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How to Install and Configure Docker Compose on Ubuntu 20.04


Containerization has greatly picked up momentum in the software tech space over recent years. This can be attributed to Docker which is a container platform that simplifies the management of processes inside containers.

Containers are lightweight, virtualized, portable, software-defined standardized environments that allow the software to run in isolation from other software running on the physical host machine. This portability feature allows developers to modularize their applications into isolated services. Furthermore, it can be served independently giving room for scaling.

While splitting an application into multiple services is definitely great, it comes with the overhead of managing several containers. You have to ensure they communicate, start and shut down at the same time. Thanks to a tool called Docker Compose, this becomes an easy task. Docker Compose allows developers to run multi-container Docker applications using rules defined in a YAML file. The YAML file contains definitions for the application services and how they can share data volumes and networks. Once you have defined the services, you can fire up all of them with a single command. In this tutorial, we will show you how to install, configure, and get started with Docker Compose on Ubuntu 20.04.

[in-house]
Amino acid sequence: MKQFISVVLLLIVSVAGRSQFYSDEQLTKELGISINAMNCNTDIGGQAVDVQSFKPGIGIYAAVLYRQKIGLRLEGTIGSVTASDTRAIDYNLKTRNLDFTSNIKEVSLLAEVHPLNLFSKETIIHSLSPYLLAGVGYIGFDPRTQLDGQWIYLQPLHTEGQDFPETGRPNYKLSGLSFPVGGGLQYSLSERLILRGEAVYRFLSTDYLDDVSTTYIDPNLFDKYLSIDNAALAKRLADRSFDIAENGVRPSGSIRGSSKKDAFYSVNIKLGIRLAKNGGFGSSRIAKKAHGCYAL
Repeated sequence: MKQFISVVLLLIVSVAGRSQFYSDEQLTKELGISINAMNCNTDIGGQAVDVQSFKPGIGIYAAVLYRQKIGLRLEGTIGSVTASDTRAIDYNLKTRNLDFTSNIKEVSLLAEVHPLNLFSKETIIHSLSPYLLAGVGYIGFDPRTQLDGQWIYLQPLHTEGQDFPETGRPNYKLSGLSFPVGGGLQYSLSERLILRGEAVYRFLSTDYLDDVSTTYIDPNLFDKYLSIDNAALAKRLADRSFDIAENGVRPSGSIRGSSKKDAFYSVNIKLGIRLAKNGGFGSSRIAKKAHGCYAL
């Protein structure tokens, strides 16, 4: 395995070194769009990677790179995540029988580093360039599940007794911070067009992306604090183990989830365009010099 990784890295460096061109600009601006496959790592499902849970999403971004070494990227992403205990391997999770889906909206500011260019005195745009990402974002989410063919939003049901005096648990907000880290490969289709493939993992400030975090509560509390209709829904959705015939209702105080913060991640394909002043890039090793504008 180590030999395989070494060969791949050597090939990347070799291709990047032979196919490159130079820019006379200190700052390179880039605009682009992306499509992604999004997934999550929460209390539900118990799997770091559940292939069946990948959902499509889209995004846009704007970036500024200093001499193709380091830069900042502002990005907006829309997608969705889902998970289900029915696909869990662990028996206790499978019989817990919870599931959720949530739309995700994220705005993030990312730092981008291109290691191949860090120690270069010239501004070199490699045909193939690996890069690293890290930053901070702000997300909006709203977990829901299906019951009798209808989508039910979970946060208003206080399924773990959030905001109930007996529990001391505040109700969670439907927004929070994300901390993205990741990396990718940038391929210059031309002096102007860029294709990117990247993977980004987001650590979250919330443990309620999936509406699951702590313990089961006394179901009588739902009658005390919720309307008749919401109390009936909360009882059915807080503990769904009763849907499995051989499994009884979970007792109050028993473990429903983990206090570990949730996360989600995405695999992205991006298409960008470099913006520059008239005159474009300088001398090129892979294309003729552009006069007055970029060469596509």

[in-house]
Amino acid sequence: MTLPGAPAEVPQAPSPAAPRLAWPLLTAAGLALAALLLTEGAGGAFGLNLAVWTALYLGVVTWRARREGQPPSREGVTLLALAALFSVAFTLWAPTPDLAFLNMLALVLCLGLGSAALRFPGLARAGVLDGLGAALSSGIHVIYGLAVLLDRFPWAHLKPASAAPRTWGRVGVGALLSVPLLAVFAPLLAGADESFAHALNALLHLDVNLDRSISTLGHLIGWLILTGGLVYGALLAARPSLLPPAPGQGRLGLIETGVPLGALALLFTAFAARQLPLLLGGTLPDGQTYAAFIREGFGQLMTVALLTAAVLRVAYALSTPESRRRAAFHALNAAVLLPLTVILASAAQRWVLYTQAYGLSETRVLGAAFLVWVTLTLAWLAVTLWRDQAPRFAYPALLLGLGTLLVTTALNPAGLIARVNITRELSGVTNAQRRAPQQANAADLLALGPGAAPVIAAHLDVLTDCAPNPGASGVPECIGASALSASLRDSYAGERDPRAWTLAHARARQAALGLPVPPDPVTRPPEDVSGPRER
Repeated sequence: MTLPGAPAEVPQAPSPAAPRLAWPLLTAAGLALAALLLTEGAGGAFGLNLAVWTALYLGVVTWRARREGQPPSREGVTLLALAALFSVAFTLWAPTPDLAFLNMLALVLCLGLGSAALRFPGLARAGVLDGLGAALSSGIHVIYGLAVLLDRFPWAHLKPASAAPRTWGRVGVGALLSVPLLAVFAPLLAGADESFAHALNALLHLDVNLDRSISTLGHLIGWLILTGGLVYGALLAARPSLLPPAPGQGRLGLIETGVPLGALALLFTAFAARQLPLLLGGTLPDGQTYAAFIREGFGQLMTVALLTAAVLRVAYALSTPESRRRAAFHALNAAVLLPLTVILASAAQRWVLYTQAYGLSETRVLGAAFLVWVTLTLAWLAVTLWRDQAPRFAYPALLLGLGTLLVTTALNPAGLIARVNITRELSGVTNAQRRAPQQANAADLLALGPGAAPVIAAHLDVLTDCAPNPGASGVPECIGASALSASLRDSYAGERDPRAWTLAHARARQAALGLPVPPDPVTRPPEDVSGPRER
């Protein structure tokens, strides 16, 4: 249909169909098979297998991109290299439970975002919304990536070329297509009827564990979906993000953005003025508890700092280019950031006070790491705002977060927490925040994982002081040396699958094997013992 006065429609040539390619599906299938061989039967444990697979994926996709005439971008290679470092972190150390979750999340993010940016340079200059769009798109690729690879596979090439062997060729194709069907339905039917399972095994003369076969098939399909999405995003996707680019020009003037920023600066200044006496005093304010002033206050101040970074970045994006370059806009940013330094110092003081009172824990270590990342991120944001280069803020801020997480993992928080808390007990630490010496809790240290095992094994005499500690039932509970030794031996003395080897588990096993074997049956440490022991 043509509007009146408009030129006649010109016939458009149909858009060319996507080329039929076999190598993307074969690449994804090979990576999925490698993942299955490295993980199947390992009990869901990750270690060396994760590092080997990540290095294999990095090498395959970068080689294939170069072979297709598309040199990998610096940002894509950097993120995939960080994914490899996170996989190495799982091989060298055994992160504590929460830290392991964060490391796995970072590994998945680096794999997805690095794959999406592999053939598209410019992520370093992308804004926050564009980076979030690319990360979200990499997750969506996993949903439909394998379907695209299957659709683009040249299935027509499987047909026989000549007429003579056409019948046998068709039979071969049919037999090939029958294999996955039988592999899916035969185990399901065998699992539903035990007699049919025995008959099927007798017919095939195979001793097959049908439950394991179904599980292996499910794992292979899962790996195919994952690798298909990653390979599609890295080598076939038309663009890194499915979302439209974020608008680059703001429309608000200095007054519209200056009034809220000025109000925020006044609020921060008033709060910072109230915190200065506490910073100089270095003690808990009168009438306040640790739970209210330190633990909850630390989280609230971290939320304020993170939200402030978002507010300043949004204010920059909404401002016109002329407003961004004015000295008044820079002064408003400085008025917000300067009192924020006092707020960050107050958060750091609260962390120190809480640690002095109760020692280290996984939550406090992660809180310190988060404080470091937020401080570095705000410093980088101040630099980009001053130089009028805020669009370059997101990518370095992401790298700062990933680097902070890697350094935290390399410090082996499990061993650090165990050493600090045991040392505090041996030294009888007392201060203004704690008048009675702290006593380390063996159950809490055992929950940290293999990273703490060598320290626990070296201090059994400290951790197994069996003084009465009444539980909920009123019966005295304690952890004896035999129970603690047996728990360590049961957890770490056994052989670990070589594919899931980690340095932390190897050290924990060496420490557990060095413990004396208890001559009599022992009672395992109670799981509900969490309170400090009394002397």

Step 1: Installing Docker Compose

We will be downloading the latest stable version of Docker Compose from its official GitHub repository. You can find out the latest version from the releases page, at the time of writing this tutorial, the latest version is 1.28.5.

First, log in to your Ubuntu server with the non-root sudo user and enter the following command. It downloads the latest release (1.28.5) and saves the executable in the /usr/local/bin/docker-compose directory. This makes it globally accessible as docker-compose:

Once it has downloaded, enter the following command to set the appropriate permissions for the docker-compose command to be executable: